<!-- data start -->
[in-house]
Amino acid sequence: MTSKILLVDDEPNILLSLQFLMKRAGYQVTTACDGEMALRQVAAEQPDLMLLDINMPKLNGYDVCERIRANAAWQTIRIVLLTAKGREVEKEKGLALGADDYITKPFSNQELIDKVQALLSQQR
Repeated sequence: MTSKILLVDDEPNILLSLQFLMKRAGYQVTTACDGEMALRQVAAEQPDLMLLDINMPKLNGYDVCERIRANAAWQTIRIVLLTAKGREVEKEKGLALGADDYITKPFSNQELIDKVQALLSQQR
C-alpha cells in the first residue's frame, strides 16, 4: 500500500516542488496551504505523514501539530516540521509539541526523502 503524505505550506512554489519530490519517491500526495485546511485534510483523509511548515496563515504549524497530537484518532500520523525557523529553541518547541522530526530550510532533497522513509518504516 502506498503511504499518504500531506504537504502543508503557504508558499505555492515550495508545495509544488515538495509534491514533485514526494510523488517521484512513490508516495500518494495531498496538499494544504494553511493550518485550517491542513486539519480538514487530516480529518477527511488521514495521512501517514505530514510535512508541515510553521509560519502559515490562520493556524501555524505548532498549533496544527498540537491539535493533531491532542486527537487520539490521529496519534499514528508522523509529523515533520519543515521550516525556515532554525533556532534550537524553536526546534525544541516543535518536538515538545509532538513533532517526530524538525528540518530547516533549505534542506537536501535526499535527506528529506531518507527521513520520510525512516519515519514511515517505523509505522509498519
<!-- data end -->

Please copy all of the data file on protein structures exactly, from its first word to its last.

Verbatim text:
[in-house]
Amino acid sequence: MTSKILLVDDEPNILLSLQFLMKRAGYQVTTACDGEMALRQVAAEQPDLMLLDINMPKLNGYDVCERIRANAAWQTIRIVLLTAKGREVEKEKGLALGADDYITKPFSNQELIDKVQALLSQQR
Repeated sequence: MTSKILLVDDEPNILLSLQFLMKRAGYQVTTACDGEMALRQVAAEQPDLMLLDINMPKLNGYDVCERIRANAAWQTIRIVLLTAKGREVEKEKGLALGADDYITKPFSNQELIDKVQALLSQQR
C-alpha cells in the first residue's frame, strides 16, 4: 500500500516542488496551504505523514501539530516540521509539541526523502 503524505505550506512554489519530490519517491500526495485546511485534510483523509511548515496563515504549524497530537484518532500520523525557523529553541518547541522530526530550510532533497522513509518504516 502506498503511504499518504500531506504537504502543508503557504508558499505555492515550495508545495509544488515538495509534491514533485514526494510523488517521484512513490508516495500518494495531498496538499494544504494553511493550518485550517491542513486539519480538514487530516480529518477527511488521514495521512501517514505530514510535512508541515510553521509560519502559515490562520493556524501555524505548532498549533496544527498540537491539535493533531491532542486527537487520539490521529496519534499514528508522523509529523515533520519543515521550516525556515532554525533556532534550537524553536526546534525544541516543535518536538515538545509532538513533532517526530524538525528540518530547516533549505534542506537536501535526499535527506528529506531518507527521513520520510525512516519515519514511515517505523509505522509498519